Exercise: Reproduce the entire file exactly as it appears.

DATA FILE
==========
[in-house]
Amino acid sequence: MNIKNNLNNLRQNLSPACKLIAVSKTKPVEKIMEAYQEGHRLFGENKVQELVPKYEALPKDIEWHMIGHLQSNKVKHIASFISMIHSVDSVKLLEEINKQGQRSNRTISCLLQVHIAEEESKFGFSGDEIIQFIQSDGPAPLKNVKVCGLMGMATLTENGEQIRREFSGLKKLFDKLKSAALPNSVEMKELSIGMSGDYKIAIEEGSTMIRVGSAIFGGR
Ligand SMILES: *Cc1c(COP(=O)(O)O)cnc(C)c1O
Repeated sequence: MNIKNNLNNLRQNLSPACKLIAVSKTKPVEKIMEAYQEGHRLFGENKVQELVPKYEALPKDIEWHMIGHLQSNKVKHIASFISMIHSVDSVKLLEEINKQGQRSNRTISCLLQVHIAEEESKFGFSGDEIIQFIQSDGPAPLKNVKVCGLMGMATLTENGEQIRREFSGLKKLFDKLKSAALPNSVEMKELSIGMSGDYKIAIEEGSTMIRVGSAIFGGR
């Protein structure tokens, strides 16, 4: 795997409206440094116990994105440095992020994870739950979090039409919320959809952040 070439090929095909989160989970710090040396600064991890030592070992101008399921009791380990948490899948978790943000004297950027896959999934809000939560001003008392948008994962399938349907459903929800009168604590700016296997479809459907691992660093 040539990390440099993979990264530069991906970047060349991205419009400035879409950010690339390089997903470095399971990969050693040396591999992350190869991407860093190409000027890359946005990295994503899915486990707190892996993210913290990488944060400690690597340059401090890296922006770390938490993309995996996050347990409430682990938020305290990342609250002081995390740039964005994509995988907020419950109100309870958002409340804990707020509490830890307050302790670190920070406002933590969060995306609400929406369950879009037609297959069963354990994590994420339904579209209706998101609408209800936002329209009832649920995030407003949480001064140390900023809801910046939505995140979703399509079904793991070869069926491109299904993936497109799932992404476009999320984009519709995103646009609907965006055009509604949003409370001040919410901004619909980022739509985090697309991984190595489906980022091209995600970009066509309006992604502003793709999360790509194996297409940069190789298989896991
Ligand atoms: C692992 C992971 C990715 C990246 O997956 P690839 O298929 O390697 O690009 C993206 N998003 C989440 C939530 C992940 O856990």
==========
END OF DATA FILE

[in-house]
Amino acid sequence: MNIKNNLNNLRQNLSPACKLIAVSKTKPVEKIMEAYQEGHRLFGENKVQELVPKYEALPKDIEWHMIGHLQSNKVKHIASFISMIHSVDSVKLLEEINKQGQRSNRTISCLLQVHIAEEESKFGFSGDEIIQFIQSDGPAPLKNVKVCGLMGMATLTENGEQIRREFSGLKKLFDKLKSAALPNSVEMKELSIGMSGDYKIAIEEGSTMIRVGSAIFGGR
Ligand SMILES: *Cc1c(COP(=O)(O)O)cnc(C)c1O
Repeated sequence: MNIKNNLNNLRQNLSPACKLIAVSKTKPVEKIMEAYQEGHRLFGENKVQELVPKYEALPKDIEWHMIGHLQSNKVKHIASFISMIHSVDSVKLLEEINKQGQRSNRTISCLLQVHIAEEESKFGFSGDEIIQFIQSDGPAPLKNVKVCGLMGMATLTENGEQIRREFSGLKKLFDKLKSAALPNSVEMKELSIGMSGDYKIAIEEGSTMIRVGSAIFGGR
């Protein structure tokens, strides 16, 4: 795997409206440094116990994105440095992020994870739950979090039409919320959809952040 070439090929095909989160989970710090040396600064991890030592070992101008399921009791380990948490899948978790943000004297950027896959999934809000939560001003008392948008994962399938349907459903929800009168604590700016296997479809459907691992660093 040539990390440099993979990264530069991906970047060349991205419009400035879409950010690339390089997903470095399971990969050693040396591999992350190869991407860093190409000027890359946005990295994503899915486990707190892996993210913290990488944060400690690597340059401090890296922006770390938490993309995996996050347990409430682990938020305290990342609250002081995390740039964005994509995988907020419950109100309870958002409340804990707020509490830890307050302790670190920070406002933590969060995306609400929406369950879009037609297959069963354990994590994420339904579209209706998101609408209800936002329209009832649920995030407003949480001064140390900023809801910046939505995140979703399509079904793991070869069926491109299904993936497109799932992404476009999320984009519709995103646009609907965006055009509604949003409370001040919410901004619909980022739509985090697309991984190595489906980022091209995600970009066509309006992604502003793709999360790509194996297409940069190789298989896991
Ligand atoms: C692992 C992971 C990715 C990246 O997956 P690839 O298929 O390697 O690009 C993206 N998003 C989440 C939530 C992940 O856990």